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Monday 26 June 2017

Crying babies can frazzle your bank balance, as well as your nerves...

The study found a strong relationship between the number of times a child woke up in the night and income over time (Stock picture)
The study found a strong relationship between the number of times a child woke up in the night and income over time (Stock picture)

Sarah Knapton

The sleep deprivation experienced by parents with a newborn not only frazzles their nerves, but can also seriously harm their bank balance, a study suggests.

Researchers from the London School of Economics (LSE) found that when parents are frequently woken by babies they are less likely to hold down a job, more likely to work shorter hours and consequently earn less than before the birth.

In fact, just one hour less sleep each night can reduce household income by up to 11pc, say the study authors.

Dr Joan Costa-Font, Associate Professor in Political Economy at the LSE, said new parents should factor in the lower earnings.

"Lack of sleep is responsible for human fatigue, and can undermine economic performance," said Dr Costa-Font who presented the research at the Royal Society of Economics' annual conference in Bristol yesterday.

"Sleep is often overlooked in economics models despite its obvious restorative effects on human health alongside influence on brain plasticity and feelings of well-being.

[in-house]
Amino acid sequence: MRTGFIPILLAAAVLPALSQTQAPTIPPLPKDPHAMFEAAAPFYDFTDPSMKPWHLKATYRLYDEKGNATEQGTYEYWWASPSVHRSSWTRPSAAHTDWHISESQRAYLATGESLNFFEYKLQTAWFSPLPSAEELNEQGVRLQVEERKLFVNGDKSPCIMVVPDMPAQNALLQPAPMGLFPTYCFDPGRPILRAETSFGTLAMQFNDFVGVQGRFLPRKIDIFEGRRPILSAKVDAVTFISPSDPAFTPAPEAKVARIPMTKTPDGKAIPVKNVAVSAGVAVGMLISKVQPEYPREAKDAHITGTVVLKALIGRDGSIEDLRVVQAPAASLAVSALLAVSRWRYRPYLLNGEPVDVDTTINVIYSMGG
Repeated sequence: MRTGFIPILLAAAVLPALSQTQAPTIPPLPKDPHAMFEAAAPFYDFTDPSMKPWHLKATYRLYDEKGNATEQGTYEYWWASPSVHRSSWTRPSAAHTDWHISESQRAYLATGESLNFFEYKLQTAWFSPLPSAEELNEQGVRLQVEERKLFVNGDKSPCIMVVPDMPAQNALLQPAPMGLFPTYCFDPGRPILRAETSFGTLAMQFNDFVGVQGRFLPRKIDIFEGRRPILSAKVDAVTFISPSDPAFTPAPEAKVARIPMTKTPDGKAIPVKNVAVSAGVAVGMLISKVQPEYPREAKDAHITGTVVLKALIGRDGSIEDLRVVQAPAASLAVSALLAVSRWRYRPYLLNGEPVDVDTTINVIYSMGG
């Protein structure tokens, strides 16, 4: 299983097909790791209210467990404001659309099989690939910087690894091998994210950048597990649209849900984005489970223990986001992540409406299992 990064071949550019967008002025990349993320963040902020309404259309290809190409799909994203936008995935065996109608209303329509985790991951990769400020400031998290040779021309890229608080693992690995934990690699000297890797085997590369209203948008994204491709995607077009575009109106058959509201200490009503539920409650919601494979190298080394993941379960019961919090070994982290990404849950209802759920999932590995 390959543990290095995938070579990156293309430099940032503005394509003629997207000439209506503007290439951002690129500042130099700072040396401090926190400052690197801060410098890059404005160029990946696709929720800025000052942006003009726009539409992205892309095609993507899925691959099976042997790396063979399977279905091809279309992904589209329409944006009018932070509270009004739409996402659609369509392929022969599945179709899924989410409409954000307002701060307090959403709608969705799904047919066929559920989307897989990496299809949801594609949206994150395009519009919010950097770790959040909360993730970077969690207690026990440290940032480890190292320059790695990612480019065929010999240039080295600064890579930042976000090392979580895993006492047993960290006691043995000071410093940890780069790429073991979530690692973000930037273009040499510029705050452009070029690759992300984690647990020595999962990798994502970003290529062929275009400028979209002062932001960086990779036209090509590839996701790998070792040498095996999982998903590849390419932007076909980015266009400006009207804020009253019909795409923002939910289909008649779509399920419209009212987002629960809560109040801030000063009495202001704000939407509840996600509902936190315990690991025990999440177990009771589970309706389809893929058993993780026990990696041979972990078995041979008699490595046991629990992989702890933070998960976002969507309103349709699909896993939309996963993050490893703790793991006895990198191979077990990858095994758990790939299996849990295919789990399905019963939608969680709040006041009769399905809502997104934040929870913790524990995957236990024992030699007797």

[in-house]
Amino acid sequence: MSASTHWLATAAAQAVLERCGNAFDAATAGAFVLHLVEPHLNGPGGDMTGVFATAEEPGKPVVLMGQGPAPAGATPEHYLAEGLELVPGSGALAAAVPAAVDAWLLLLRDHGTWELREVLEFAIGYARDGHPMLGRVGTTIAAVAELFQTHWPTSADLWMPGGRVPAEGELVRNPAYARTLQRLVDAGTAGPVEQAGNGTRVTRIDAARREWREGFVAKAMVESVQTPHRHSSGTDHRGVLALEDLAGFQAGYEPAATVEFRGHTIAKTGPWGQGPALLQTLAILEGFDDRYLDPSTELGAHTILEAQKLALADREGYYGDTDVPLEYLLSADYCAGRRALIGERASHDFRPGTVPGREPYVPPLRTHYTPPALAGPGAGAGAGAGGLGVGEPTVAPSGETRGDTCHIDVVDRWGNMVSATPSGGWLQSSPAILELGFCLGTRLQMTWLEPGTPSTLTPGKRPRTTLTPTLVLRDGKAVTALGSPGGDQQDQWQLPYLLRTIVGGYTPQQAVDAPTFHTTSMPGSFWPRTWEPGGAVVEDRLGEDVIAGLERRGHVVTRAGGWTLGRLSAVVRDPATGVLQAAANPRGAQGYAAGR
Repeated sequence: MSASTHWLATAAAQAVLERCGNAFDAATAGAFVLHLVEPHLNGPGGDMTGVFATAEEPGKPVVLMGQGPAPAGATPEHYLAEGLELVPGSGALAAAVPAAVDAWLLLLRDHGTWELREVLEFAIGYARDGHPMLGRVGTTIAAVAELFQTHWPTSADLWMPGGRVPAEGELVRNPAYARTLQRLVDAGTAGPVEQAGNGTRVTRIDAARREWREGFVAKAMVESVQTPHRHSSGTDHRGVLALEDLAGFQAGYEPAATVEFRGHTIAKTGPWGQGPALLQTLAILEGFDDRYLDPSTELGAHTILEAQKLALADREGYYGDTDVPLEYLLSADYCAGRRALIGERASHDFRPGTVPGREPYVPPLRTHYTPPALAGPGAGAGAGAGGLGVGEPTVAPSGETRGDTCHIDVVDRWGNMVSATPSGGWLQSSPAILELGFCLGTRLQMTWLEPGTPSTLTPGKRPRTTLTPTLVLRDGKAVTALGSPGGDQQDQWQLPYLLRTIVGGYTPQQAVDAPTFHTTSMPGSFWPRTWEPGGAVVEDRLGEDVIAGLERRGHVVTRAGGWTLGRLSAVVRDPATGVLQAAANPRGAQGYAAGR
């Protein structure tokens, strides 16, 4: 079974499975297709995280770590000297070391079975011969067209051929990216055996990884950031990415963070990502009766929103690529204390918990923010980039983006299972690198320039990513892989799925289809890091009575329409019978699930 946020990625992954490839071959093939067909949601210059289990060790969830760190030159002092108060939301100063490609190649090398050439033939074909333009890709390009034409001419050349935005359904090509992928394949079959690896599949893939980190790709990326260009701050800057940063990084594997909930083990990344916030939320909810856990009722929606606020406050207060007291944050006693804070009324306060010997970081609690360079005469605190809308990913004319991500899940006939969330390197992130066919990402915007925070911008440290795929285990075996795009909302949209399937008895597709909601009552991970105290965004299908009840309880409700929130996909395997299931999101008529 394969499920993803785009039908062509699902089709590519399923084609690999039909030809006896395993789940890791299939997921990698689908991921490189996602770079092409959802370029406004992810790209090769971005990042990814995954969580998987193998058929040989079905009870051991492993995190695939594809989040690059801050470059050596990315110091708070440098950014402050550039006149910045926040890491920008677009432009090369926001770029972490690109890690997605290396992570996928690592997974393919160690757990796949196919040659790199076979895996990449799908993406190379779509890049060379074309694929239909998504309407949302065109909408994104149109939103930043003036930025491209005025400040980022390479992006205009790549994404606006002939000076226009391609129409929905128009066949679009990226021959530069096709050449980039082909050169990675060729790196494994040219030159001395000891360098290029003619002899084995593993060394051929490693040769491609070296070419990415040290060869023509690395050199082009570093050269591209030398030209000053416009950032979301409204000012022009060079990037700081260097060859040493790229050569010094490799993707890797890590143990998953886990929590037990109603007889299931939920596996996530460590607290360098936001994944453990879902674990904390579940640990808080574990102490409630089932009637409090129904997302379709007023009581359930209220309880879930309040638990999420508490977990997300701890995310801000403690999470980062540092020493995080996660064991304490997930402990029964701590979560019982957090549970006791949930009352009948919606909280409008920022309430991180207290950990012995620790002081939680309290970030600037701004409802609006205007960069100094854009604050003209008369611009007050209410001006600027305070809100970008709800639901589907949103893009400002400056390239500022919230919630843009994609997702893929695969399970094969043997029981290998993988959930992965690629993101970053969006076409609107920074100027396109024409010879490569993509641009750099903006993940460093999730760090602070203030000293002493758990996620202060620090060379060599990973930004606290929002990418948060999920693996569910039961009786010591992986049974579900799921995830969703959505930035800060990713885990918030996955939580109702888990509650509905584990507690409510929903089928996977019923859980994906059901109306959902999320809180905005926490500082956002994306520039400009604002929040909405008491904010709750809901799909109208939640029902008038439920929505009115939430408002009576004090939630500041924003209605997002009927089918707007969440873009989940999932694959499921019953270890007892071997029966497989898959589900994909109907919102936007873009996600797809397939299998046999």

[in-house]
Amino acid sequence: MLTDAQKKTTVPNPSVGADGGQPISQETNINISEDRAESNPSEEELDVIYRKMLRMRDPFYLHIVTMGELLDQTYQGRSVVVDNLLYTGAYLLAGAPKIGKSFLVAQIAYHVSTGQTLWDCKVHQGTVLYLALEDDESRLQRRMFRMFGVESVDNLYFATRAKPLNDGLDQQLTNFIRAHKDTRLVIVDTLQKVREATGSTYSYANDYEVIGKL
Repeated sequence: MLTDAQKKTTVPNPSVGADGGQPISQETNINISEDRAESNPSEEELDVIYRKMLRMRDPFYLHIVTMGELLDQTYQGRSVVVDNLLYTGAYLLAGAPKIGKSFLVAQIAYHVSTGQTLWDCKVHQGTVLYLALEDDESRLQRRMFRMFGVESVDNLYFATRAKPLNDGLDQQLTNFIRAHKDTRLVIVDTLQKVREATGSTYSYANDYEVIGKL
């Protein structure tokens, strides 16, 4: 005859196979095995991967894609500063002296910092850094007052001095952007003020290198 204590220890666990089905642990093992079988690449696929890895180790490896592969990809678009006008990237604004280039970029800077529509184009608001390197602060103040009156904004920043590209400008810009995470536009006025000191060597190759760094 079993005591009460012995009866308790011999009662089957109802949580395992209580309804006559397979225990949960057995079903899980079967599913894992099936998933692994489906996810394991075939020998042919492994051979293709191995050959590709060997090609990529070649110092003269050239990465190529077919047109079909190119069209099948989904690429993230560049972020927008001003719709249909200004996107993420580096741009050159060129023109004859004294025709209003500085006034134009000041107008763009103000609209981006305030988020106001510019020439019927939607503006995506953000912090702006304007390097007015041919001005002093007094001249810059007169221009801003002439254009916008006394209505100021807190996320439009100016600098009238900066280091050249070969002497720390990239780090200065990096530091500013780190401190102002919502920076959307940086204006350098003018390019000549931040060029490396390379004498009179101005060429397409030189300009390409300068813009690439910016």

"Having children reduces productivity and I think parents and government should factor this in, and hence they need to be compensated for it to make it worthwhile. Lower-income people are more strained by time and income. So they would be impacted the most."

To find out the impact of sleep deprivation caused by crying babies, researchers looked at data from the Avon Longitudinal Study of Parents and Children which has been running since the 1990s, and involves more than 14,000 families.

It contains records of parental sleep and how much a child wakes up during the night, as well as employment status, the number of hours worked, job satisfaction and household income over time.

The study found a strong relationship between the number of times a child woke up in the night and income over time. As parents achieved less sleep at night, so their incomes plummeted.

Although parents expect their wealth to suffer when they have children, the new study suggests that lack of sleep is adding to the strained finances which come with raising a child.

"To our knowledge, this is the first paper that finds a link between child sleep quality and parental economic performance," co-author Dr Sarah Fleche said. "Fathers are somewhat less affected by child sleep problems. Low-skilled mothers instead experience a large decrease in employment and the number of hours worked when facing sleep deprivation."

A recent study estimated the impact of lack of sleep on the productivity of the British workforce costs businesses there up to £40bn (€47bn) each year.

Irish Independent

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